August 1, 2021

Back in Time: the day the Cures gave their first concert

There are memorable days in rock history and Pixbear makes you (re) discover them. On December 18, 1976, the Cure, then known as Malice, gave their first concert at Worth Abbey in Crawley (England). Back on the first performance of this group which will become a few weeks later Easy Cure then The Cure in 1978.

The genesis of The Cure dates back to 1973 when Robert Smith (piano), Michael « Mick » Dempsey (guitar), Laurence « Lol » Tolhurst (percussions), Alan Hill (bass) and Marc Ceccagno (guitar), then schoolchildren at Notre Dame Middle School in Crawley (England), decided to start a group called The Obelisk. In January 1976, Marc Ceccagno enlist Robert Smith, Michael Dempsey and two classmates from St Wilfrid’s Comprehensive School in a new project called Malice. This group mainly engages in covers of David Bowie, Jimi Hendrix and Alex Harvey. In April 1976, Marc Ceccagno and his two classmates are replaced by Lol Tolhurst (drums), Martin Creasy (vocals) and Porl Thompson (guitar).

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“To get the date, we had to pretend we were a folk group! “

The quintet rehearses and composes its first songs with a view to giving concerts. He got a first date on December 18, 1976 at Worth Abbey in Crawley (England). ” We quickly started writing our own songs and on December 18, 1976 we played our first gig at a place in Sussex called Worth Abbey ” remember Robert Smith. “It was an acoustic concert, we sat on the floor and played bongos. We didn’t call ourselves Malice for this one actually because, to get the date, we had to pretend we were a folk band! “.

“This is where the Cure sound started!” “

For Malice, the real baptism of fire took place two days later, on December 20, 1976, at St. Wilfrids School Hall in Crawley (England). This time, the band takes out the drums and amps. “Personally, I consider that the first concert we did as a group that became The Cure was on December 20, 1976, it was Malice’s in our old high school, St. Wilfrid’s Comprehensive School” said Lol Tolhurst. “Granted, we had done a sort of concert a few days earlier in the Minstrels Gallery at Worth Abbey for Upjohn’s Christmas party, and a rather odd ‘performance’ in 1973 as The Obelisk, but it was our first full concert. (…) The St. Wilfrids School Hall concert had drums and amplified guitars. This is where the Cure sound started! “.

During this service, Malice plays in particular the covers Wild Thing and Foxy Lady from Jimi Hendrix as well as Suffragette City from David Bowie. It also offers a first version of the original song. A Night Like This which will be found later on the sixth album of Cure Head on the Door (1985). “No one could make out anything! “ recalls Robert Smith. “It was just a wall howling with feedback!” Three hundred people came, 200 left and the rest took to the stage! Lol started singing Wild Thing, Porl felt so humiliated that he hit him and Martin ran away saying “This is crap! »No one has seen him since… We immediately disbanded the group! “.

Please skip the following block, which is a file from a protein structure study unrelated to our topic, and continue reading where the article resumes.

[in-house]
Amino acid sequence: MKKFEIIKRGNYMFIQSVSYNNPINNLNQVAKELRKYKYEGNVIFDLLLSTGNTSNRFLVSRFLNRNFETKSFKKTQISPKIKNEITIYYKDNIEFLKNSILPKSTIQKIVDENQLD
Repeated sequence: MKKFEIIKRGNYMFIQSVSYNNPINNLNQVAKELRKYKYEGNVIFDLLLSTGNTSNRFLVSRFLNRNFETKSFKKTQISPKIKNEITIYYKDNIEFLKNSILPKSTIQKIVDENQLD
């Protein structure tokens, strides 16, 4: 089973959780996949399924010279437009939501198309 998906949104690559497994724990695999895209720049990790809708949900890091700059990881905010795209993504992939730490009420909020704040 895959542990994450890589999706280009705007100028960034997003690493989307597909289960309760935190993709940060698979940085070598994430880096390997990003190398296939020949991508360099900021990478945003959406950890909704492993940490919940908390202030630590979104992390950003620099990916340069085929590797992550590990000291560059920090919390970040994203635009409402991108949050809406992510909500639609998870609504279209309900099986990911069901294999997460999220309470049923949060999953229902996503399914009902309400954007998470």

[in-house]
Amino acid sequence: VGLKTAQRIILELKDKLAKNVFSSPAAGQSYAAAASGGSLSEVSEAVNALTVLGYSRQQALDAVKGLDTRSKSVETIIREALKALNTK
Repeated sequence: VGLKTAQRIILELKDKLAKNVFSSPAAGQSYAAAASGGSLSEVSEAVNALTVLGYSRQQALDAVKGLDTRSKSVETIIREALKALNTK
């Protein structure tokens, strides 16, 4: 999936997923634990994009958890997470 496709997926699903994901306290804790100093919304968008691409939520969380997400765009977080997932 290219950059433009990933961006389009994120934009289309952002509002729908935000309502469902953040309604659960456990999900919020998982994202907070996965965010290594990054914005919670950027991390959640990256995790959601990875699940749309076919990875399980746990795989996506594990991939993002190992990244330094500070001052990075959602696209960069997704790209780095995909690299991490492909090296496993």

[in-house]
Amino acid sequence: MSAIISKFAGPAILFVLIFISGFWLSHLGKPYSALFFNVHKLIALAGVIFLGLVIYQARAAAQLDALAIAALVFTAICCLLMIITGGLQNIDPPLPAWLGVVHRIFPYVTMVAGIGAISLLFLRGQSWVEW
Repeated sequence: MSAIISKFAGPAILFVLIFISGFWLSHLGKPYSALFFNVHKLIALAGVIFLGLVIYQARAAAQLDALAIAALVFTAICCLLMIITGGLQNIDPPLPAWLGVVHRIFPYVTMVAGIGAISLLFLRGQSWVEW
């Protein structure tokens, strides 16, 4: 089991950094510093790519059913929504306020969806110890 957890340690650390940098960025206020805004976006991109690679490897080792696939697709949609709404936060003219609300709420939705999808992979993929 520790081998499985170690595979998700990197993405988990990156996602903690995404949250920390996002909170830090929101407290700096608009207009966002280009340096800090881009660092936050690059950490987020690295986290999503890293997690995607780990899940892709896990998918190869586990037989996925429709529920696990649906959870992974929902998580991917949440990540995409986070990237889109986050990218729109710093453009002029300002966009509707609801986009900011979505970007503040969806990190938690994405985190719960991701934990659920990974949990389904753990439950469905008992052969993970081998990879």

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A few weeks after this concert, Martin Creasy officially leaves training. The quartet then takes the name ofEasy Cure inspired by the title of a song by Lol Tolhurst and tries to recruit a new singer. Finally, it is Robert Smith that sticks to it. In 1978, Porl Thompson leave the group, Robert Smith wishing to favor a more minimalist approach.

It was then that the trio composed of Robert Smith, Lol Tolhurst and Michael Dempsey will take the name of The Cure. Will follow the signing with the label Friction Records in September 1978 and the release of the first album. Three Imaginary Boys May 8, 1979, the starting point of an extraordinary career. But that’s another story…

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Do you want more ?

11 things you didn’t know about cures
Robert Smith: the 56 good words of a musician who did not want to grow up
Back in Time: the day Robert Smith (The Cure) was born

Published on 12/18/2020

Andy Anderson Boris Williams Jason Cooper Lol Tolhurst Mark Ceccagno Martin Creasy Matthieu Hartley Michael Dempsey Perry Bamonte Peter O’Toole Phil Thornalley Porl Thompson Reeves Gabrels Robert Smith Roger O’Donnell Simon Gallup The Cure